How? On Facebook you barely see people saying their relationship is unhappy, but on Google, we get an entirely different story. You can test this right now by opening Google in incognito mode and typing “my husband” or “my wife” and let Google autocomplete the search. Those suggested searches are the most frequent ones typed by people in their anonymity.


What does this tell us? Even though people on Facebook look happy, when they turn to Google, real issues come to surface.

Therefore, if on Facebook we only see the bright side, on Google, we tell our most intimate secrets (also that a husband or wife might be cheating). Therefore, if you had doubt now big data confirms that. Facebook newsfeed is our daily dose of dopamine and Google our psychologist. What do we trust? Facebook can’t be trusted to see how people really feel and what they think. Google, in this case, can give us a better insight.

Are you the only one that thinks your life sucks?

In some way or another, you feel unique and different from any other person. That makes perfect sense. At the end of that day, you’re the one in your head. Thus, you can see what you think but not what is in others’ people head. Even though knowing what others think is not the cure for unhappiness. At times it can be useful to know you’re not the only one feeling in a certain way. In fact, some days life sucks and you might be so overwhelmed to think if there’s no hope to make it better.

You feel so sad that you don’t feel comfortable sharing it either with your dearest friends as they might judge you. Who could you trust them? The answer is in front of you on that blank page with a small search box. In fact, data from Google shows that those queries are popular.

For instance, I did quick research into Google Keyword Planner and looked at the keyword “my life is perfect” which as of November 2017 was searched 270 times. However, I also looked at “my life sucks” as of November 2017 it was searches 12,100 times: a ratio of 46 to 1 in favor of the latter (my life sucks)!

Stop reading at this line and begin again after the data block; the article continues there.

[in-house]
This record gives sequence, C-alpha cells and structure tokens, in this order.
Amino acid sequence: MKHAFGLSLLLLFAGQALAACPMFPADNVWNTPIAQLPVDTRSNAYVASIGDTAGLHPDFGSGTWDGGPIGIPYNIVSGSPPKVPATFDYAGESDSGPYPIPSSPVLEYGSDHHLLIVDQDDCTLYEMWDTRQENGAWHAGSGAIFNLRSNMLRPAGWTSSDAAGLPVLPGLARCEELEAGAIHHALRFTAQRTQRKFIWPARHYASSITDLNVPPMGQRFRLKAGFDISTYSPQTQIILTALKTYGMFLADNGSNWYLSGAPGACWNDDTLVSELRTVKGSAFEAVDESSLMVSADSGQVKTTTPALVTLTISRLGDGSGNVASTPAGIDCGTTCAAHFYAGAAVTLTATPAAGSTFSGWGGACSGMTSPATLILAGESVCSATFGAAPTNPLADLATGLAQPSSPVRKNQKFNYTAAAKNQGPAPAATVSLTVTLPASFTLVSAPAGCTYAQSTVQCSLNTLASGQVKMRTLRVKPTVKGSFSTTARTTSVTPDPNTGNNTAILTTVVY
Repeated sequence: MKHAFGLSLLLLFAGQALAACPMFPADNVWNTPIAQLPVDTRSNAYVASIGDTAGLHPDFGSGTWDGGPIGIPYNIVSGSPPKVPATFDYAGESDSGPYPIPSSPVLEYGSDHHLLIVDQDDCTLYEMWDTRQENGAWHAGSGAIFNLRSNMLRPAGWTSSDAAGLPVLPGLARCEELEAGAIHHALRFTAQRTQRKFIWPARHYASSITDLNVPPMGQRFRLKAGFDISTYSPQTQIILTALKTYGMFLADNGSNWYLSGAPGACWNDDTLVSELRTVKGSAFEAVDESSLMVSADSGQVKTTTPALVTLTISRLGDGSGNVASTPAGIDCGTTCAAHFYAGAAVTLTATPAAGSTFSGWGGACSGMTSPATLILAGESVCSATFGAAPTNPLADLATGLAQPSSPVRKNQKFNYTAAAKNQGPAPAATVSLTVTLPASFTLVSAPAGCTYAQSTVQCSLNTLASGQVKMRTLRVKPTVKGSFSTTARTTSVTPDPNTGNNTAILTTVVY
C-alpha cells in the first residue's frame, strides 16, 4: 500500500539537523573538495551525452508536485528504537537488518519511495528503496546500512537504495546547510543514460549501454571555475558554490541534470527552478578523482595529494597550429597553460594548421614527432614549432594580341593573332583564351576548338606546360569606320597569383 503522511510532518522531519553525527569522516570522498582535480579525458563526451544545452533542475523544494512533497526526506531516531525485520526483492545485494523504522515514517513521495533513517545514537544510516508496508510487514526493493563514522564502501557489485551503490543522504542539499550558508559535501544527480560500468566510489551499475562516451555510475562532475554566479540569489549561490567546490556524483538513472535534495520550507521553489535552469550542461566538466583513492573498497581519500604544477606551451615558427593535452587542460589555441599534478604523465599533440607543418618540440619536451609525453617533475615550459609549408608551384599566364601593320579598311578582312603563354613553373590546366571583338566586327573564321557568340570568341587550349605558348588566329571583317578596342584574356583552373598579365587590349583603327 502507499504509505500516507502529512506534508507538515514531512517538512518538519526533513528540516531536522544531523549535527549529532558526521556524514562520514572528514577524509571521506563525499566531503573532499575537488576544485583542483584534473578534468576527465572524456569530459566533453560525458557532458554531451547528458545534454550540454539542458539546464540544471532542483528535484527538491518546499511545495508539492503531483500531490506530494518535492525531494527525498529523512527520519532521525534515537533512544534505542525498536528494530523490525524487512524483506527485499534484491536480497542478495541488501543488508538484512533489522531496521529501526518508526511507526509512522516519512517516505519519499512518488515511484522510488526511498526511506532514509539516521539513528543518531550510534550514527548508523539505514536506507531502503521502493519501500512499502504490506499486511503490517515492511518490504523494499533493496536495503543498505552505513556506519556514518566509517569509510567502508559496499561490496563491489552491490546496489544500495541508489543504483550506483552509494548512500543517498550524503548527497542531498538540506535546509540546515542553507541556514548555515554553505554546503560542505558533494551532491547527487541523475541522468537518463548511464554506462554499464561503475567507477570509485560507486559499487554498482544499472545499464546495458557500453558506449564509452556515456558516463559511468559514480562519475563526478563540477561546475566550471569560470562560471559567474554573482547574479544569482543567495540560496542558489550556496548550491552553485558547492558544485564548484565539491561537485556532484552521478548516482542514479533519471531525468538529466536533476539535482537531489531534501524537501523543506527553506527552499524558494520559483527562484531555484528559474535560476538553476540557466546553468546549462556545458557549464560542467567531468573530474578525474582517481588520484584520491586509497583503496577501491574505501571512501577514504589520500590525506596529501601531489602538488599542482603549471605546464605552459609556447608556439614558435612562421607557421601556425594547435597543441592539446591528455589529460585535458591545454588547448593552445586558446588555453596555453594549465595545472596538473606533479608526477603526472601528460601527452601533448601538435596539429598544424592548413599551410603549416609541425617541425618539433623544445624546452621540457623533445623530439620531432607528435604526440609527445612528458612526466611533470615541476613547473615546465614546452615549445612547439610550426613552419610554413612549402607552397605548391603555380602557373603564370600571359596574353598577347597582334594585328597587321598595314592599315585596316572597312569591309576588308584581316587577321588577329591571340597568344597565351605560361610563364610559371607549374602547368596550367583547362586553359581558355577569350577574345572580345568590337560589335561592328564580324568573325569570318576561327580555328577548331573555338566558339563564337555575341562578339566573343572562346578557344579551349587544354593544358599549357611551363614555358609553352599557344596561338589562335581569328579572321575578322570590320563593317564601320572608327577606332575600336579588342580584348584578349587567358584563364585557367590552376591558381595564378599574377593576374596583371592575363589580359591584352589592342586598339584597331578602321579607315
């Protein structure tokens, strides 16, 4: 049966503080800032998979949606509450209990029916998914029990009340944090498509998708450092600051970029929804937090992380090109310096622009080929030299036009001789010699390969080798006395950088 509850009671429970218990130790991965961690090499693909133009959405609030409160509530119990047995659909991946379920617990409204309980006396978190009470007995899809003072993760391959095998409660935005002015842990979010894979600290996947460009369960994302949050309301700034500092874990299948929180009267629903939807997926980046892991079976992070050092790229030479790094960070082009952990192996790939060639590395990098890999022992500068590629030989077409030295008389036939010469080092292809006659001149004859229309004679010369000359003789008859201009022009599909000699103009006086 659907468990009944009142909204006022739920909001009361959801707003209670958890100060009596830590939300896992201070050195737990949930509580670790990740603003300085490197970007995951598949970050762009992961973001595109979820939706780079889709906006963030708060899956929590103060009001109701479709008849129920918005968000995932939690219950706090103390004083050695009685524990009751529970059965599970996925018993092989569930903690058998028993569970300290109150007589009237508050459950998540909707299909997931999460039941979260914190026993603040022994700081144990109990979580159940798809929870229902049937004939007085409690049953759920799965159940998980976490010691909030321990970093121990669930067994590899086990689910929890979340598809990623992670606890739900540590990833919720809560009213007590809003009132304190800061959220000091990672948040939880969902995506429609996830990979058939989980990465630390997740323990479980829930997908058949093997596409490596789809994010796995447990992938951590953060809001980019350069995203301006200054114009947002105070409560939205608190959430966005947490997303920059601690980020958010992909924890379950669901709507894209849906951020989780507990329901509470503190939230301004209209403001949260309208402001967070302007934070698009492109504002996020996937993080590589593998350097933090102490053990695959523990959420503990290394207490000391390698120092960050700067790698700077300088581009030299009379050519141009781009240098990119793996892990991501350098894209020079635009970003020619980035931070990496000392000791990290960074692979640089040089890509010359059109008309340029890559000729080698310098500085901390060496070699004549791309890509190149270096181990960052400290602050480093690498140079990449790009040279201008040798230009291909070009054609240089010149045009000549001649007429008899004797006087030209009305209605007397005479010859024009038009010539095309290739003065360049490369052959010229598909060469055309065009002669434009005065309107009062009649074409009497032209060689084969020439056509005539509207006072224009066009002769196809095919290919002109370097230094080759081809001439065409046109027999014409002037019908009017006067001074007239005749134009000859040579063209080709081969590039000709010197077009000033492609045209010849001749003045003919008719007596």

What does this tell us? On the one hand, the social feed isn’t reliable at all as a source of understanding people’s lives. Second, we hardly manage to admit to ourselves when we’re sad and angry at life, why would we show it on Facebook? However, as soon as we know we’re doing things anonymously that is when we show how we feel about something.

Tools like the keyword planner help you find business opportunity and keywords on which to invest on. But also to understand how people think and feel. In fact, on Google, we’re incentivized, to tell the truth (at least when we search for something) because we know that none is looking at us. Those facts can be useful to dissect social phenomena, but also to drive business decisions.


Today big data can be used to find out what people think and feel beyond what they say they believe and feel. In other words, instead of looking at words we can look at data to see how people behave when none is looking. Rather than being something for nerds, big data is now accessible to anyone with tools like Google autocomplete, Ngram Viewer and the Keyword Planner. The limit is your creativity and what kind of questions you’re trying to answer. If you are a journalist that data can be a golden source for your next piece!

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The post How to Use Google’s Big Data for Journalism appeared first on The Four-Week MBA.

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How to Use Google’s Big Data for Journalism